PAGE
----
Pope Decrees Change in Lord’s Prayer—What’s Next?

By Mark A. Kellner | Posted June 10, 2019

When elected supreme pontiff of the Roman Catholic Church, Pope Francis’s very elevation promised change. The native of Argentina was, after all, the first pope from the Americas—and he was the first who was a member of the Society of Jesus, better known as the Jesuits, a scholarly religious congregation founded by Ignatius of Loyola.

He’s the pope singled out Muslim prisoners for the traditional Holy Thursday foot washing, and opened parts of the Vatican to refugee families as living space. When he said “Who am I to judge” the sincerity of gay clerics seeking to live celibate lives, an uproar followed.

Now, the former Jorge Mario Bergoglio is making headlines again after what many believed was a decree changing the very words of the Bible. He’s approved a change to the Catholic Church’s Italian-language liturgy, specifically the “Our Father,” also known as the Lord’s Prayer.

Changing the Bible?

Instead of saying “lead us not into temptation,” Roman Catholics in Italy will say, “do not abandon us to temptation.” A similar change was made in the French Catholic liturgy two years ago, while Catholic bishops in Germany rejected such a shift. English-speaking bishops have yet to decide the question, although earlier versions of the Italian liturgy have been translated for English usage.

It’s important to note that while the liturgical language has been changed, the pope has not directed a change in the wording of Catholic translations of the Bible. Many media reports suggested such a shift, which would certainly excite passions. In fact, the very notion of such a liturgical change had previously drawn some fire from critics.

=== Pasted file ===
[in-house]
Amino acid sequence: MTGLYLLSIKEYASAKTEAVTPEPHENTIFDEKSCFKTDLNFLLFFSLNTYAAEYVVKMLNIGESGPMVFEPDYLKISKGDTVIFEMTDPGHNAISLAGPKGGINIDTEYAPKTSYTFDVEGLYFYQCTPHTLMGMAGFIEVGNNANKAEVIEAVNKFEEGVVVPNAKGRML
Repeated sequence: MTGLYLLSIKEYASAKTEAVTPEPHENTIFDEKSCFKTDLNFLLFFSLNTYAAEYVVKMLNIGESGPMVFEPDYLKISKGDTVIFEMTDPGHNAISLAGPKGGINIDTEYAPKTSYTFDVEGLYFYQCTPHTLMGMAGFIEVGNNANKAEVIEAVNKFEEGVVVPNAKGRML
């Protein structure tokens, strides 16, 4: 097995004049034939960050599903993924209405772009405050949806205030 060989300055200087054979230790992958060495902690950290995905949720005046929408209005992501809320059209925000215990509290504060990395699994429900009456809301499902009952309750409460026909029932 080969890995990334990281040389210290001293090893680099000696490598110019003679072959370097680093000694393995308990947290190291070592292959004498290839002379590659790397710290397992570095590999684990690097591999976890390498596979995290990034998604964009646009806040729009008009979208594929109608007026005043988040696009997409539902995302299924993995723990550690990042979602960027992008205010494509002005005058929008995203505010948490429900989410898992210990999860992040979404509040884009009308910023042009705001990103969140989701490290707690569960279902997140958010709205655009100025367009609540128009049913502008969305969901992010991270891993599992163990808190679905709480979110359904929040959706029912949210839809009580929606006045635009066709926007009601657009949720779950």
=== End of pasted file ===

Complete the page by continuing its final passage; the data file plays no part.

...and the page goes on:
When news of the re-translation surfaced in 2017, The New York Times reported the response of a key evangelical leader. “I was shocked and appalled,” R. Albert Mohler Jr., president of the Southern Baptist Theological Seminary, told the newspaper. “This is the Lord’s Prayer. It is not, and has never been, the pope’s prayer, and we have the very words of Jesus in the New Testament. It is those very words that the pope proposes to change. It is not only deeply problematic, it’s almost breathtaking.”

Dr. Meredith Warren, a professor at the University of Sheffield in England who also heads the Sheffield Institute for Interdisciplinary Biblical Studies, told National Public Radio that she dissents from the new rendering. She said, “[T]he gospels are pretty clear in the Greek that the original translation—lead us not into temptation—is the best reflection of that biblical Greek. It’s a subjunctive verb. It’s used in the second person, addressed directly to God. And it really does say, do not lead us into temptation. ‘Please—I hope that you do not lead me into temptation.’ And that’s really what the Greek says.”

Francis’ Christian Unity Push

Along with approving a change in the Italian liturgy, Pope Francis also made news recently when he suggested unity among Christian churches—specifically the Roman Catholic and Eastern Orthodox communions—was more common than some would believe.